Direct Instruction for Teaching Parallelism
Direct instruction is a great method of teaching due to its emphasis on comprehensive understanding. Other methods of teaching focus on conformity and uniformity within the classroom and will seek to achieve a specific end goal. Direct instruction allows for flexibility within the curriculum, allowing students to work on areas that need more development and improve these skills before moving forward.
Traditional classrooms tend to focus on age. As our learning group is a “higher ed” demographic, the ages of students can vary quite drastically. Moreover, basing lesson plans on age is challenging in itself as students of the same age groups can have very different levels of proficiency in English.
A direct instruction design focuses on specialized concentration on these skills that each individual student needs to improve. Students who grasp the concepts well are able to move forward and are not held back by the class or vice versa.
Cognitivism for Teaching Parallelism
Considering that parallel structures rely mostly on grammar, teachers would benefit from applying cognitivism as the instructional theory.
Because cognitivism focuses on the acquisition of knowledge through rational processes, learners need to access cognitive processes beyond the reinforcement of environmental conditions. Although parallelism presents a pattern or repetition of grammatical structures, sentence forms may vary in function (syntax), requiring more than repetition and memorization for learning. With the cognitivist approach, the acquisition of knowledge occurs with the assimilation between previous and new knowledge (Ertmer & Newby, 2013).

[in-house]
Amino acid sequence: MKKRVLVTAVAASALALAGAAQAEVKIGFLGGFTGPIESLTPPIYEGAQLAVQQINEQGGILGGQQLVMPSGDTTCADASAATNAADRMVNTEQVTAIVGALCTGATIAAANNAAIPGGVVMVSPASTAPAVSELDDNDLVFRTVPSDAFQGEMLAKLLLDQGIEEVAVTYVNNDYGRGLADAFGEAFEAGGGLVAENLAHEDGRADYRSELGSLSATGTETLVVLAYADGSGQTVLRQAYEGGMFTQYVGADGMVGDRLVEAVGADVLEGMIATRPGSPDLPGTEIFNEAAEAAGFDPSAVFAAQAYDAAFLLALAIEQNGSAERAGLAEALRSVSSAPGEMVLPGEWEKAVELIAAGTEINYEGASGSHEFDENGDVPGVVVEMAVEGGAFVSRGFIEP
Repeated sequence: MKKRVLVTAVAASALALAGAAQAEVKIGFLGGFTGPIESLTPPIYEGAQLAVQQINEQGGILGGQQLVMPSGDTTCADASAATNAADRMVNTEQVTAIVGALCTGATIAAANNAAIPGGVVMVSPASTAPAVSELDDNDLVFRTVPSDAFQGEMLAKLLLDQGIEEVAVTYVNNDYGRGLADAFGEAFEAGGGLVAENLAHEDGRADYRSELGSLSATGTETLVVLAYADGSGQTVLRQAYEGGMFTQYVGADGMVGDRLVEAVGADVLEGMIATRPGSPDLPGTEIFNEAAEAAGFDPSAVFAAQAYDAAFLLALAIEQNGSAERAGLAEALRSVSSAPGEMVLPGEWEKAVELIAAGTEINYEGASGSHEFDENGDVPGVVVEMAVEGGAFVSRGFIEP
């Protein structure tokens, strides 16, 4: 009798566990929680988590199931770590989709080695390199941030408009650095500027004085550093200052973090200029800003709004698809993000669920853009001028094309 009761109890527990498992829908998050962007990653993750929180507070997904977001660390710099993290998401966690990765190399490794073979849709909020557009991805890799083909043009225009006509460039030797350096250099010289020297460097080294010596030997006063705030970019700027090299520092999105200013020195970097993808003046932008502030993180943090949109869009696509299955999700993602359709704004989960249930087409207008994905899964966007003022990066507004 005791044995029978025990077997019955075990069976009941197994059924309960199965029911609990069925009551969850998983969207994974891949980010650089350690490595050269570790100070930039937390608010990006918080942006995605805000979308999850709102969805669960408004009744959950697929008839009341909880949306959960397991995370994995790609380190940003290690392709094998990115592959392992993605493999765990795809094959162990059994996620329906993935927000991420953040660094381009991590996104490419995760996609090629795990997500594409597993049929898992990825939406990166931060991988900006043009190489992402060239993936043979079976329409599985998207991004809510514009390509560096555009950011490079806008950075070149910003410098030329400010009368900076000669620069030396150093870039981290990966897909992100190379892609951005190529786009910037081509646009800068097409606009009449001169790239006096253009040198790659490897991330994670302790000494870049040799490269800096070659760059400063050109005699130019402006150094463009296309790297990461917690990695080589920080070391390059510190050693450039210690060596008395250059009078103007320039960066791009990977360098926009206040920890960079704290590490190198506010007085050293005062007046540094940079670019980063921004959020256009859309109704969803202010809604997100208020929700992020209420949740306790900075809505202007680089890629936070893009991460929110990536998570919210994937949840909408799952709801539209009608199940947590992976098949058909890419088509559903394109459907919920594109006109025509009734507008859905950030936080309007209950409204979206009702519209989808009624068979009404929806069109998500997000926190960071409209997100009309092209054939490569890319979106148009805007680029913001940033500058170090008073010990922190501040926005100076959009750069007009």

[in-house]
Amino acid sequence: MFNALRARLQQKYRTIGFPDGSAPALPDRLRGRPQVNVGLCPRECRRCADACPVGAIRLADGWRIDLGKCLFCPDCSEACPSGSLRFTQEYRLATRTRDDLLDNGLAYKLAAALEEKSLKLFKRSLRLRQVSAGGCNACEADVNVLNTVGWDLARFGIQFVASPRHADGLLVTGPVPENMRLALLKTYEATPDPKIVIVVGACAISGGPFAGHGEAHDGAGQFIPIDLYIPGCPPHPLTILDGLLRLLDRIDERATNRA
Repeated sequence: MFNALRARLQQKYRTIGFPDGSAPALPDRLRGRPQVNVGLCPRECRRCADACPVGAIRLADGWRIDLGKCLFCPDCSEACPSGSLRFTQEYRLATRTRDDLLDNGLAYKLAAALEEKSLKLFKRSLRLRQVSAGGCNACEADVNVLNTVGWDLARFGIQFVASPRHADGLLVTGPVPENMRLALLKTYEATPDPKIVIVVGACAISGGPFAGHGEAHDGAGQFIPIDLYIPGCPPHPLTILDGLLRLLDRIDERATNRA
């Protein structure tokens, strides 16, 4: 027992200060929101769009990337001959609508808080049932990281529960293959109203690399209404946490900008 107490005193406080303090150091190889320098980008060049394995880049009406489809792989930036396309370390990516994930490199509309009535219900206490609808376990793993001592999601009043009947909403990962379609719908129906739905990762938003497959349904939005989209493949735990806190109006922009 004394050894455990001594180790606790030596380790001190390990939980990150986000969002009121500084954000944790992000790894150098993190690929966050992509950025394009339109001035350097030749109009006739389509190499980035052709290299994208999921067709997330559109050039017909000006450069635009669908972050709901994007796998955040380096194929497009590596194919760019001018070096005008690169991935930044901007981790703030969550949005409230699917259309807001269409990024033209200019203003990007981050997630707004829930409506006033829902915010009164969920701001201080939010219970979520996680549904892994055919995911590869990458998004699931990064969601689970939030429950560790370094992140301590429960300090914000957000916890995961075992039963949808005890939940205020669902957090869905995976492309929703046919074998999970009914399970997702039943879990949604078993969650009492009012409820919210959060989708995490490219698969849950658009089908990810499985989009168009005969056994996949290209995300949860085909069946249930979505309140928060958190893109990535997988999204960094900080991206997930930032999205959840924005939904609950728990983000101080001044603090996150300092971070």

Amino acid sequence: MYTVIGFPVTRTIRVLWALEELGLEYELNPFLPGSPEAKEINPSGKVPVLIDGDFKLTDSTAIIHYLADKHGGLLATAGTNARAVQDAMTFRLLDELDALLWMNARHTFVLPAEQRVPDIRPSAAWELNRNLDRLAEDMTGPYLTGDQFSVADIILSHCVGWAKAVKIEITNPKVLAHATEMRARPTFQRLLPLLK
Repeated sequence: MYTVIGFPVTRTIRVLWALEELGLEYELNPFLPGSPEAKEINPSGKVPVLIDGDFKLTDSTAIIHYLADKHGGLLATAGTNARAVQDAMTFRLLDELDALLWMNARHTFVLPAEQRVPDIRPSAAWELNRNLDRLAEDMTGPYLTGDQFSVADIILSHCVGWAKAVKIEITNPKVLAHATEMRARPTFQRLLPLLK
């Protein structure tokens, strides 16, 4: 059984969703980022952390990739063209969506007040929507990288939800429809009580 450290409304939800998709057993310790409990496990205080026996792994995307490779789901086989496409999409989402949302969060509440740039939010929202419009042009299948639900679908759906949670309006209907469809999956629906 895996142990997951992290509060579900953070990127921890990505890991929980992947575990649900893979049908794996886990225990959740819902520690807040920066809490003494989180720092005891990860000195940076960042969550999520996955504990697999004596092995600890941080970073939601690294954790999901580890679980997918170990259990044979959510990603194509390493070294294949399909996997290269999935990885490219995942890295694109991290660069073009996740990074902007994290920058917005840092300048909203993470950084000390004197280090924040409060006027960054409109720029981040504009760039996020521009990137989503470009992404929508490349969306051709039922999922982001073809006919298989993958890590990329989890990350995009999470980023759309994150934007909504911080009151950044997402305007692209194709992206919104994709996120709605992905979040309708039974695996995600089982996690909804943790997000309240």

In seeking to create or rewrite a sentence using parallelism, cognitivism can provide complex forms of learning such as reasoning and information-processing (Ertmer & Newby, 2013). These forms allow the learner to recognize parts of a sentence and identify whether it could present a better flow through morphological or syntactic correlations. After that, the student should be able to make the appropriate adjustments for improving the balance and correlation of ideas.
Ertmer, P. A. & Newby, T. (2013). [Online]. Behaviorism, Cognitivism, Constructivism: Comparing Critical Features From an Instructional Design Perspective. In: Foundations on Learning and Instructional Design Technology. Accessible at https://edtechbooks.org/lidtfoundations/behaviorism_cognitivism_constructivism